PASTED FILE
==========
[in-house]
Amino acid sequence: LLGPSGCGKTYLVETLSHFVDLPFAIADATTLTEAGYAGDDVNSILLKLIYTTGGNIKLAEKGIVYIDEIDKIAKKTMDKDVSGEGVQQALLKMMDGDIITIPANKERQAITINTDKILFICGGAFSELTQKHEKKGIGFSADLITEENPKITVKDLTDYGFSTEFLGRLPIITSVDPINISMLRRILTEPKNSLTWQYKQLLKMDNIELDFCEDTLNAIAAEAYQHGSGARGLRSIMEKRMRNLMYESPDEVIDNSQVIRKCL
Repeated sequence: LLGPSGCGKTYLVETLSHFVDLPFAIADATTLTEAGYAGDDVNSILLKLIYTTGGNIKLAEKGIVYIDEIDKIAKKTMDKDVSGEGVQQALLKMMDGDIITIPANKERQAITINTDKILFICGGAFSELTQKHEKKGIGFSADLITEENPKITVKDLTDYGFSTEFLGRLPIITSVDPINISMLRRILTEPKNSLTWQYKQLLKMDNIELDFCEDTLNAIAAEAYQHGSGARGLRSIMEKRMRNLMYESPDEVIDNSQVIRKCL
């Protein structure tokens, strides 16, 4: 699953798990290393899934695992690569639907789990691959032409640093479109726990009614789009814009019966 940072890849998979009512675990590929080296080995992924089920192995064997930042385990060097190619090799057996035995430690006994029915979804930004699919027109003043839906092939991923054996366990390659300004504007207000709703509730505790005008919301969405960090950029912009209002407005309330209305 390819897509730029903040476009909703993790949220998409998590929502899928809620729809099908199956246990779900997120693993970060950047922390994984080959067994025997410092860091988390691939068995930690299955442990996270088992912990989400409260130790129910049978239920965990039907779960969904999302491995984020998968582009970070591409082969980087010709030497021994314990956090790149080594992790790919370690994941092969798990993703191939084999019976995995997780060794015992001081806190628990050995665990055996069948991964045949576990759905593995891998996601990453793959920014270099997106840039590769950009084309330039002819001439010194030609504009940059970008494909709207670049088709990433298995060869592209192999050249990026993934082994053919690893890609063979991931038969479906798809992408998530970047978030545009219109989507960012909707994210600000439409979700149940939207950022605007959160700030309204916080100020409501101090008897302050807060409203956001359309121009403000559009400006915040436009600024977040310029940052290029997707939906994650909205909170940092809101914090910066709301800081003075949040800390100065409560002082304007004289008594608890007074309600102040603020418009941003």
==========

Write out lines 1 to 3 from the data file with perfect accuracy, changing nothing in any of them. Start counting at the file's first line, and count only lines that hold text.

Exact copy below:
[in-house]
Amino acid sequence: LLGPSGCGKTYLVETLSHFVDLPFAIADATTLTEAGYAGDDVNSILLKLIYTTGGNIKLAEKGIVYIDEIDKIAKKTMDKDVSGEGVQQALLKMMDGDIITIPANKERQAITINTDKILFICGGAFSELTQKHEKKGIGFSADLITEENPKITVKDLTDYGFSTEFLGRLPIITSVDPINISMLRRILTEPKNSLTWQYKQLLKMDNIELDFCEDTLNAIAAEAYQHGSGARGLRSIMEKRMRNLMYESPDEVIDNSQVIRKCL
Repeated sequence: LLGPSGCGKTYLVETLSHFVDLPFAIADATTLTEAGYAGDDVNSILLKLIYTTGGNIKLAEKGIVYIDEIDKIAKKTMDKDVSGEGVQQALLKMMDGDIITIPANKERQAITINTDKILFICGGAFSELTQKHEKKGIGFSADLITEENPKITVKDLTDYGFSTEFLGRLPIITSVDPINISMLRRILTEPKNSLTWQYKQLLKMDNIELDFCEDTLNAIAAEAYQHGSGARGLRSIMEKRMRNLMYESPDEVIDNSQVIRKCL